Old-fashioned Celery Chowder Recipe

17-year-old Helena Muffly wrote exactly 100 years ago today: 

Wednesday, January 29, 1913: <<no entry>>

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Her middle-aged granddaughter’s comments 100 years later:

This is one of the few days between January, 1911 and December, 1914 when Grandma wrote nothing. The previous day she wrote that a friend, Margaret G., was visiting and planned to stay overnight. Maybe the girls stayed up all night talking and Grandma was too tired to write anything.

Since there’s no diary entry to guide the direction this post takes, I’ll share a recipe for an old-time winter food—Celery Chowder.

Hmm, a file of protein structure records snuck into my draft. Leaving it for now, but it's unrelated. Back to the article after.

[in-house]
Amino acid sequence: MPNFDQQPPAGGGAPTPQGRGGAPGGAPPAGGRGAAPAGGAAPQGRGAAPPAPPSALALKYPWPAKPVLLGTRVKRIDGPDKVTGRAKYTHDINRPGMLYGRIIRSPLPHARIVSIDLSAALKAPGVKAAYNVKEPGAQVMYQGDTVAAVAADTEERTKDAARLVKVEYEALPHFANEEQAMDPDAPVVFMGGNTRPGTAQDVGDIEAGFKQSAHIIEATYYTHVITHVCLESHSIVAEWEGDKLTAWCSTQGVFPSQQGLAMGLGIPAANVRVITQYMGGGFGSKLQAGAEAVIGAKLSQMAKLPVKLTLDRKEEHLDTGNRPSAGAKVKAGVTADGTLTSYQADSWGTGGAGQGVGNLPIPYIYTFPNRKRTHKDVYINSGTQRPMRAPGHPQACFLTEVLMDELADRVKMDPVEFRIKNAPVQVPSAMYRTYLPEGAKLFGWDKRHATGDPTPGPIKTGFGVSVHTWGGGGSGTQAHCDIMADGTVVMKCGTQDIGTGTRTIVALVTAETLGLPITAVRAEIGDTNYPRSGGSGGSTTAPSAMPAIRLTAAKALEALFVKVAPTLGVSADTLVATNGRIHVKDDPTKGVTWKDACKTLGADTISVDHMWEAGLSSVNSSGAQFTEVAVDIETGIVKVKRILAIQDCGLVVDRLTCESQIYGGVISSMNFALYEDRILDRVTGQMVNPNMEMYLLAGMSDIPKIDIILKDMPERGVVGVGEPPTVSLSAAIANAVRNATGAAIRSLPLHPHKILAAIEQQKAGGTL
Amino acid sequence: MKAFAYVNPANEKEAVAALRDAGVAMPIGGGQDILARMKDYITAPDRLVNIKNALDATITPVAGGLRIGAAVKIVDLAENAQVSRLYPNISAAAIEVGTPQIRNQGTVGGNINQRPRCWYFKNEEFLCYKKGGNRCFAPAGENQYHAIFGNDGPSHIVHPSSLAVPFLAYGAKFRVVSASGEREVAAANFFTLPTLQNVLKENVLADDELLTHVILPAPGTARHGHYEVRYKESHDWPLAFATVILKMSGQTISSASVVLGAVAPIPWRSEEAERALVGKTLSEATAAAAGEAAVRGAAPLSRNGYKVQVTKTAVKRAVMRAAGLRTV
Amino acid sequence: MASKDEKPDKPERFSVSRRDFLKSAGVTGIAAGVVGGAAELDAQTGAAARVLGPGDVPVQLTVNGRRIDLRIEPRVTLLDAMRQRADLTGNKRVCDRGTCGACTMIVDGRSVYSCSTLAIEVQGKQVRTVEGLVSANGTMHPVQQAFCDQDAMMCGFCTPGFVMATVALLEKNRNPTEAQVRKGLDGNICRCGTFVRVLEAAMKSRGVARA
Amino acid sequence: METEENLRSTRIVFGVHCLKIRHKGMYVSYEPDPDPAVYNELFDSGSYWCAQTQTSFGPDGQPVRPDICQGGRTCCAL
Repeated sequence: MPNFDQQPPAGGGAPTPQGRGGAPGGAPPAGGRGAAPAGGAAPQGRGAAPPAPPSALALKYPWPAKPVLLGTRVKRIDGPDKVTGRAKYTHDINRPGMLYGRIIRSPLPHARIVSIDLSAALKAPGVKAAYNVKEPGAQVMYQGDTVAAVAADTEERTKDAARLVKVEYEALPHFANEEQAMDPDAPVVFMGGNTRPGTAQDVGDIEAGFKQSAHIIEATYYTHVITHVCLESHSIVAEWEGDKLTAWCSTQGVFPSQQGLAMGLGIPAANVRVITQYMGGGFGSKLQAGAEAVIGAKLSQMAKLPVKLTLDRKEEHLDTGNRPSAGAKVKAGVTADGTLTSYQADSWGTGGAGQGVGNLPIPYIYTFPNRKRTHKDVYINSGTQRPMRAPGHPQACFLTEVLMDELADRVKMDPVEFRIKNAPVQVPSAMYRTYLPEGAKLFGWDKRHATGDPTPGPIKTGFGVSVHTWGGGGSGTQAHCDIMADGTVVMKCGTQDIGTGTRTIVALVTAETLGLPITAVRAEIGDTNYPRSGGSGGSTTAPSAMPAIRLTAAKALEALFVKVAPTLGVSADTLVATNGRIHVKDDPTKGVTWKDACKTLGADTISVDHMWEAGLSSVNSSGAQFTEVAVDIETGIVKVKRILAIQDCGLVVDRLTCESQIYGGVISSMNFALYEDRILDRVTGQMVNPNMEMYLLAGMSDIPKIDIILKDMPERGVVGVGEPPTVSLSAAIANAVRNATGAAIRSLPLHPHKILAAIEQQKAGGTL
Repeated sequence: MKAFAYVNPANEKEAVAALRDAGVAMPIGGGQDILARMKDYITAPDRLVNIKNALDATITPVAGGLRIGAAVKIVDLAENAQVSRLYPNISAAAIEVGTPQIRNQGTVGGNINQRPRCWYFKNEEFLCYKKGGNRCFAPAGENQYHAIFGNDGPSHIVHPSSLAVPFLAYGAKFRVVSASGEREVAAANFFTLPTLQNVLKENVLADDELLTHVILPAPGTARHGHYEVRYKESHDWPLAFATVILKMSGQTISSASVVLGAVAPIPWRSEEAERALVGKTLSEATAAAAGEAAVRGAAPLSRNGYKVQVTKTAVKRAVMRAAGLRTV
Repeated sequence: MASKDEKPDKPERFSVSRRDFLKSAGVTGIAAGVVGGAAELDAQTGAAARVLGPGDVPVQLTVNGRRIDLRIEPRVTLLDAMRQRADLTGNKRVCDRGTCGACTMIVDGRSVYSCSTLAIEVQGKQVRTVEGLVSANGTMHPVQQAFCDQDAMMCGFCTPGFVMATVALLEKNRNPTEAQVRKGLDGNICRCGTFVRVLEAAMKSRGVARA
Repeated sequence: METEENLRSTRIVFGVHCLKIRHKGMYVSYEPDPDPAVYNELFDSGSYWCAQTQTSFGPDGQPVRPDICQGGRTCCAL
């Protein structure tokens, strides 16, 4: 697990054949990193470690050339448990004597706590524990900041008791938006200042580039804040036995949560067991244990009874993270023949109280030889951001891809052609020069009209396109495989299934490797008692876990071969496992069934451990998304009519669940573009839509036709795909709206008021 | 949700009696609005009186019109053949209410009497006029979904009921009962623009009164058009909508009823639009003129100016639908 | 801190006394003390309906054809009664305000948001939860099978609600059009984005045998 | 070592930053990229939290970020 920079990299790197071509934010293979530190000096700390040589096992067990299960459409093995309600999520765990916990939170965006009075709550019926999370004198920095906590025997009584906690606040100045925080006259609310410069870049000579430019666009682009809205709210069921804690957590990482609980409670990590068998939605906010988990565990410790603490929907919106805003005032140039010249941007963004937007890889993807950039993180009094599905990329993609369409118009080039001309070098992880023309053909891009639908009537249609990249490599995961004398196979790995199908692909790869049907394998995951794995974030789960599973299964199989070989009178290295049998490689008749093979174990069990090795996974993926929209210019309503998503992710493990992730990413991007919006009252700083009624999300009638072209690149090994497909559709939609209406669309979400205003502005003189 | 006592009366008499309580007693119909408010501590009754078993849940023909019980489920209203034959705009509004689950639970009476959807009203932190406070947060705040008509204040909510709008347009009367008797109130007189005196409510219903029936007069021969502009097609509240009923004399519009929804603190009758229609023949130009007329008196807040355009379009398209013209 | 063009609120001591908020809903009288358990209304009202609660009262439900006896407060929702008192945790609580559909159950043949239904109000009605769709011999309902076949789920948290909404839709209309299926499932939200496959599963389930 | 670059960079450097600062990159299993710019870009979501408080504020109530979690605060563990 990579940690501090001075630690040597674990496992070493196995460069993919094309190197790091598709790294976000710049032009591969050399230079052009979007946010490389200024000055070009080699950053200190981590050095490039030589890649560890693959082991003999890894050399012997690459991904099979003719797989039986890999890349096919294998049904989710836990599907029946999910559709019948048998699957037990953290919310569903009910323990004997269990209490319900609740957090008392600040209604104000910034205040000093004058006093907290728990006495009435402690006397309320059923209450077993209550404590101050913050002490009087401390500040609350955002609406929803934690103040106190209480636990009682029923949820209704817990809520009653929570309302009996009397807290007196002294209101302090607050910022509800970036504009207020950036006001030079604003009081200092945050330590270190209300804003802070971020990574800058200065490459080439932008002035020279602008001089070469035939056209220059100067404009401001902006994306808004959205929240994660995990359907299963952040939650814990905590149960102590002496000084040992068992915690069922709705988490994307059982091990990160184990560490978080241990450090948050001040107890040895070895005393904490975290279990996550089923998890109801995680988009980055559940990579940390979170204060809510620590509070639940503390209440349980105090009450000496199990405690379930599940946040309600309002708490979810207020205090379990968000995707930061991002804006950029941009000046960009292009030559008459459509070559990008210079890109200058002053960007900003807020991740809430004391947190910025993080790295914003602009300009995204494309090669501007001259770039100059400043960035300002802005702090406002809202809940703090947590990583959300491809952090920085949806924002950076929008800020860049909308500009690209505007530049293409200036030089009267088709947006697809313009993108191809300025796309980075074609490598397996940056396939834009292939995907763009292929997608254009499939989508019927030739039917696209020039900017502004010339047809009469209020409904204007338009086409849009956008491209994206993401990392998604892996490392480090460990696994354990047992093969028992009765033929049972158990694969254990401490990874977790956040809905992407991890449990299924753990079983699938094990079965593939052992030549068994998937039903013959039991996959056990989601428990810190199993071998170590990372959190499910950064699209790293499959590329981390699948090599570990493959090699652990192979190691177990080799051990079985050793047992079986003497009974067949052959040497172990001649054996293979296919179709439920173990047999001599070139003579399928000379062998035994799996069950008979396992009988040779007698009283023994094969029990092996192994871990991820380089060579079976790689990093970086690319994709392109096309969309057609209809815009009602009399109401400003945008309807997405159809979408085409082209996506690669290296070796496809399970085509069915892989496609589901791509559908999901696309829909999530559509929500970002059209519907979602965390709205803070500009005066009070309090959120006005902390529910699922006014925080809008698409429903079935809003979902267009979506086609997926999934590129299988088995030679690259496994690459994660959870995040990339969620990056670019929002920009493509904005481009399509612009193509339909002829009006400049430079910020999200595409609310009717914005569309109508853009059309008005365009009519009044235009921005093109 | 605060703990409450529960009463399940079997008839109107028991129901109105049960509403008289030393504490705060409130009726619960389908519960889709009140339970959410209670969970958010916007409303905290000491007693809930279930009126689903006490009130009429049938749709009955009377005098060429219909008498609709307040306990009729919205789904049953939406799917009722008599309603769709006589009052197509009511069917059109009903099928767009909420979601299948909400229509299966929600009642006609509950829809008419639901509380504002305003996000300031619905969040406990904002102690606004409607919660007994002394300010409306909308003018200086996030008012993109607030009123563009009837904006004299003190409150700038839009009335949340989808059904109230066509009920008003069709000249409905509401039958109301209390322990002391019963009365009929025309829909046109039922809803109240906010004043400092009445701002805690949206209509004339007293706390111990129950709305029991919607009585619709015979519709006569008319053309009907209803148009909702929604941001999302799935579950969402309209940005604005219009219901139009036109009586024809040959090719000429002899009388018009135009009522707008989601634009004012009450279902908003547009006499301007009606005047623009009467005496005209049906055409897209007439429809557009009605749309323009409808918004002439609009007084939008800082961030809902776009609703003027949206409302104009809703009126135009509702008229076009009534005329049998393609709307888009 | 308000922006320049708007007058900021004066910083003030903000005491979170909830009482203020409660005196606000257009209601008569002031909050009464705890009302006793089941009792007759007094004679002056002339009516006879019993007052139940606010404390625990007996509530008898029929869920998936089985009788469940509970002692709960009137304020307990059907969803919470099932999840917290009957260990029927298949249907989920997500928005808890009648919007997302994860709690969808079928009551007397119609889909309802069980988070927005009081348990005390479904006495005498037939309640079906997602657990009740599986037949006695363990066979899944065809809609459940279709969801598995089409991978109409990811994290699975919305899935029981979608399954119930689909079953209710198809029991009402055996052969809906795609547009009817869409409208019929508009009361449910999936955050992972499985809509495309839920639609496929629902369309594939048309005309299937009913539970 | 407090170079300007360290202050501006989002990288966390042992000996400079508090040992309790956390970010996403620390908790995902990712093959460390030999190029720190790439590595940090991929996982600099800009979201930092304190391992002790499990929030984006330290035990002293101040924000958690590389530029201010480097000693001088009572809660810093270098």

It’s an excellent celery soup and I make it one or twice each winter.

 Old-fashioned Celery Chowder

1 tablespoon butter

1 large onion, chopped

3 cups celery, chopped

2 medium potatoes, diced

water

4 cups milk

2 hard-boiled eggs, chopped

1 teaspoon salt

1/4 teaspoon pepper

Melt butter in large saucepan; add onion and cook until tender. Add chopped celery and potatoes; just barely cover with water. Bring to a boil and reduce heat; then simmer (15-20 minutes) until vegetables are soft. Add milk and chopped eggs; season with salt and pepper. Reheat until hot; serve.

Old-fashioned Apple Fritter Recipe

17-year-old Helena Muffly wrote exactly 100 years ago today: 

Monday, January 13, 1913:  Nothing much for today.

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Her middle-aged granddaughter’s comments 100 years later:

Something must have happened a hundred years ago today. I wonder what the Muffly’s ate on that mid-January day.

The dishes they ate probably were made with local ingredients that were available in January.  I’ve been enjoying trying old fritter recipes,  and have warm, fuzzy, memories of eating apple fritters on cold winter days.